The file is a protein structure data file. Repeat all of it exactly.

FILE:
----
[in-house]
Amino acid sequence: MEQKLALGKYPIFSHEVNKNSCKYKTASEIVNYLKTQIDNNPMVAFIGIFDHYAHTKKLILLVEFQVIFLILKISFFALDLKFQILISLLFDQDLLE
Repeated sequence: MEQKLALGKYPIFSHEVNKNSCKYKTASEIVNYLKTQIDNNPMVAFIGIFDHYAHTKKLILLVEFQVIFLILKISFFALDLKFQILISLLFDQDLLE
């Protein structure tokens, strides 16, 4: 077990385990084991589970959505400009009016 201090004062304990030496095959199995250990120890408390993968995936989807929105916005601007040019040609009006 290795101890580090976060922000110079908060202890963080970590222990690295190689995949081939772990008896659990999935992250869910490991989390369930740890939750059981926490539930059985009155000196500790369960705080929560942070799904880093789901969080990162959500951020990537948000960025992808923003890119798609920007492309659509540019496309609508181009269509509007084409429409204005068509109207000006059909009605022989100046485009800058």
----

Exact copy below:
[in-house]
Amino acid sequence: MEQKLALGKYPIFSHEVNKNSCKYKTASEIVNYLKTQIDNNPMVAFIGIFDHYAHTKKLILLVEFQVIFLILKISFFALDLKFQILISLLFDQDLLE
Repeated sequence: MEQKLALGKYPIFSHEVNKNSCKYKTASEIVNYLKTQIDNNPMVAFIGIFDHYAHTKKLILLVEFQVIFLILKISFFALDLKFQILISLLFDQDLLE
């Protein structure tokens, strides 16, 4: 077990385990084991589970959505400009009016 201090004062304990030496095959199995250990120890408390993968995936989807929105916005601007040019040609009006 290795101890580090976060922000110079908060202890963080970590222990690295190689995949081939772990008896659990999935992250869910490991989390369930740890939750059981926490539930059985009155000196500790369960705080929560942070799904880093789901969080990162959500951020990537948000960025992808923003890119798609920007492309659509540019496309609508181009269509509007084409429409204005068509109207000006059909009605022989100046485009800058």